14 Switzerland 31,190,602,048
15 Viet Nam 30,588,511,328
16 Brazil 30,536,551,551
17 Malaysia 30,420,378,588
18 Venezuela 30,219,171,644
19 Thailand 27,122,648,583
20 Russian Federation 23,658,083,164
21 Israel 22,962,203,403
22 Belgium 20,885,204,358
23 Netherlands 20,818,228,944
24 Indonesia 19,360,892,962
25 Colombia 18,299,722,680

Supply Chain in Global Economy

Supply Chain in Global Economy
© 2016 Cengage Learning. All Rights Reserved. May not be scanned, copied or duplicated, or posted to a publicly accessible website, in whole or in part.
16

Global trade growth has been fueled by free trade agreements (FTAs) that lift most tariff, quota, and fee/tax limitations on trade.
The best supply chains compete very successfully on a national, regional, and global basis.
Bilateral
FTAs

Regional
Bi-lateral agreements are between two nations
US currently in 20 bi-lateral FTAs
Regional trade agreements involve 3 or more nations
US currently involved in:
Free Trade Area of Americas
Middle East Free Trade Initiatives
Enterprise for ASEAN Initiatives
North American Free Trade Agreement (NAFTA)

Supply Chain in Global Economy
NAFTA
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17
NAFTA establishes free trade among Canada, the United States, and Mexico.
NAFTA’s goals involve making structural changes to operate a borderless logistics network in North America.
Image courtesy of PanCanadian Immigration Law Group

Micro Perspective Of Global Supply Chains
Global Markets and Strategy

Global Markets and Strategy
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19
Success in the global market-place requires development of a cohesive set of strategies including product development, technology, marketing, manufacturing, and supply chains.
Supply chain perspective
Customer service perspective

Global Markets and Strategy
Supply Chain Perspective
© 2016 Cengage Learning. All Rights Reserved. May not be scanned, copied or duplicated, or posted to a publicly accessible website, in whole or in part.
20

Strategically sourcing materials and components worldwide
Selecting global locations for key supply depots and DCs
Evaluating transportation alternatives and channel intermediaries
Understanding governmental influences on global SC flows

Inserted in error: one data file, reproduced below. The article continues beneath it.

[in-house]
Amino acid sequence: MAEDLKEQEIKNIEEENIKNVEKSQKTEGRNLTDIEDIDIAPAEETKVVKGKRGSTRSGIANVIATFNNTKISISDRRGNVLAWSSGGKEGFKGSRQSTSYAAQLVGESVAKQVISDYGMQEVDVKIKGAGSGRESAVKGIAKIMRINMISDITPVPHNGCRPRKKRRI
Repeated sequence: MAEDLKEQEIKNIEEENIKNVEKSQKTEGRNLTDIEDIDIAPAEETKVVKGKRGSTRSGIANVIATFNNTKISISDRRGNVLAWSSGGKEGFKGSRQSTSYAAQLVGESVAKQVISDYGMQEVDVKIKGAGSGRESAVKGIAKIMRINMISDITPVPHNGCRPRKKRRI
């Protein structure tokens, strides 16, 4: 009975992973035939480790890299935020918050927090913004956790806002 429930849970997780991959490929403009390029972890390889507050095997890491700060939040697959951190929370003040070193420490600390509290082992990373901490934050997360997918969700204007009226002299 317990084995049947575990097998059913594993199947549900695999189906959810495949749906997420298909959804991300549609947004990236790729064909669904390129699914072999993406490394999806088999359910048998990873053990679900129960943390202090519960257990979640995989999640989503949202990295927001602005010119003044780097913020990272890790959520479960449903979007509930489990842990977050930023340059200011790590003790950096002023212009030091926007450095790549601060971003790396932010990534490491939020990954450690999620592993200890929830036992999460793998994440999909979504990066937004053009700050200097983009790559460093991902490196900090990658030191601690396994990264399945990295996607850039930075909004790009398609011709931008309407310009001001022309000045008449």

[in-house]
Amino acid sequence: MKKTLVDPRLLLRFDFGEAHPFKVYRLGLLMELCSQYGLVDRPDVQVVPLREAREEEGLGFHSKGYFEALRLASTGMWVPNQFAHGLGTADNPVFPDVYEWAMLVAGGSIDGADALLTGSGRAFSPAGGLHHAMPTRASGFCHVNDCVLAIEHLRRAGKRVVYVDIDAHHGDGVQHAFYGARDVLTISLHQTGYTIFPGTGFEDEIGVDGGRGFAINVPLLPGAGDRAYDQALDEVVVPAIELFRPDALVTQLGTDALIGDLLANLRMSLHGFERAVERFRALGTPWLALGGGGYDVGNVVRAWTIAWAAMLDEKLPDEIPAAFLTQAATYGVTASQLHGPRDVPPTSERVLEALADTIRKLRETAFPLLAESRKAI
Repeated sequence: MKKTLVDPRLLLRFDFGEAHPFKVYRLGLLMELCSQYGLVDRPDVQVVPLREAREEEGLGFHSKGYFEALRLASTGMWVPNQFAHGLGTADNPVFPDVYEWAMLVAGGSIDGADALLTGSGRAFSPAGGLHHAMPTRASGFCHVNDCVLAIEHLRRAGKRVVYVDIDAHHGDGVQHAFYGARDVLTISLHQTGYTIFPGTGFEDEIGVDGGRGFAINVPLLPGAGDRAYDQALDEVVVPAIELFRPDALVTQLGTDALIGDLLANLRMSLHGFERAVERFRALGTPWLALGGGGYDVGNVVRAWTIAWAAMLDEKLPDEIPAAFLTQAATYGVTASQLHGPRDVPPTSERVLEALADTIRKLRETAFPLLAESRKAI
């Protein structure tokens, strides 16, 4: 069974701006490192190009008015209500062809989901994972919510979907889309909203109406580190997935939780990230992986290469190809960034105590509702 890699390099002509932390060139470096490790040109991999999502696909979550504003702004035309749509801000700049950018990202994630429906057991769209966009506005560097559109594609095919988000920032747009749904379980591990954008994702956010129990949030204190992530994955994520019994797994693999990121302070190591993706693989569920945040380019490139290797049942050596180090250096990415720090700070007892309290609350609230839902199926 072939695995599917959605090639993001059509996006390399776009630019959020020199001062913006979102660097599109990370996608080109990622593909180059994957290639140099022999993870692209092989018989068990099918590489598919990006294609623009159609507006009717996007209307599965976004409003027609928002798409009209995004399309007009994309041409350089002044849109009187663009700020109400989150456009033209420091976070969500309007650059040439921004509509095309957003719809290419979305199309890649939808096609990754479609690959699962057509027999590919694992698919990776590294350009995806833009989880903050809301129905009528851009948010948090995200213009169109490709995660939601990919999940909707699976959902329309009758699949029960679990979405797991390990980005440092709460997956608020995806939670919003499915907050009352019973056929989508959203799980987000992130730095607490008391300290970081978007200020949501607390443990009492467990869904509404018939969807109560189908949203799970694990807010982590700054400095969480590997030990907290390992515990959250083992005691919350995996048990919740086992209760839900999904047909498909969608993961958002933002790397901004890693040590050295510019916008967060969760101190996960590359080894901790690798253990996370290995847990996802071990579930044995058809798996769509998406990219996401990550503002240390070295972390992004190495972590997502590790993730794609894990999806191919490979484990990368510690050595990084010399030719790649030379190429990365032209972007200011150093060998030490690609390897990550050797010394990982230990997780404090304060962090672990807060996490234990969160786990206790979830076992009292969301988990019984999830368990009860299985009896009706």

Examining opportunities for collaboration with 3PLs or 4PLs

1

2
3
4
5

Global Markets and Strategy
Customer Service Perspective
© 2016 Cengage Learning. All Rights Reserved. May not be scanned, copied or duplicated, or posted to a publicly accessible website, in whole or in part.
21

Standardization to reduce complexity must maintain some customization.
Global competition often reduces the product life cycle.
Organizational structures and business models change with more outsourcing.
Globalization introduces more volatility and complexity.

1

2
3
4

Supply Chain Security and Role of Ports

Supply Chain Security
A Balancing Act
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23

Security
Efficient Flows
Security Measures
The Trade Act of 2002
The U.S. Maritime Transportation Security Act of 2002
The Customs Trade Partnership Against Terrorism (C-TPAT)
Global Trade Flows
Electronic filing of cargo information
Standards for container seals and locks, cargo tracking, identification, and screening systems for ocean containers
A “green lane”

Role of Ports
Global Supply Chain and Security
© 2016 Cengage Learning. All Rights Reserved. May not be scanned, copied or duplicated, or posted to a publicly accessible website, in whole or in part.
24

Over 90 percent of U.S. international trade passes through ports.
Ports are bases of operation to deploy troops and equipment.
Ports are a critical part of global supply chains and a major focus for global security.

Summary
Trade flows between the United States and other countries have grown considerably, resulting in global supply chains becoming increasingly important.
The increased complexity and competiveness of a global economy have resulted in shorter product life cycles, new forms of competition, and new business models.
Success in the global marketplace requires ongoing development of a cohesive set of strategies that has implications to both supply chains and customer services.
Companies individually, jointly, and in cooperation with the government are actively involved in supply chain security.
With increasing regional economic integration, NAFTA has helped to foster trade in North America.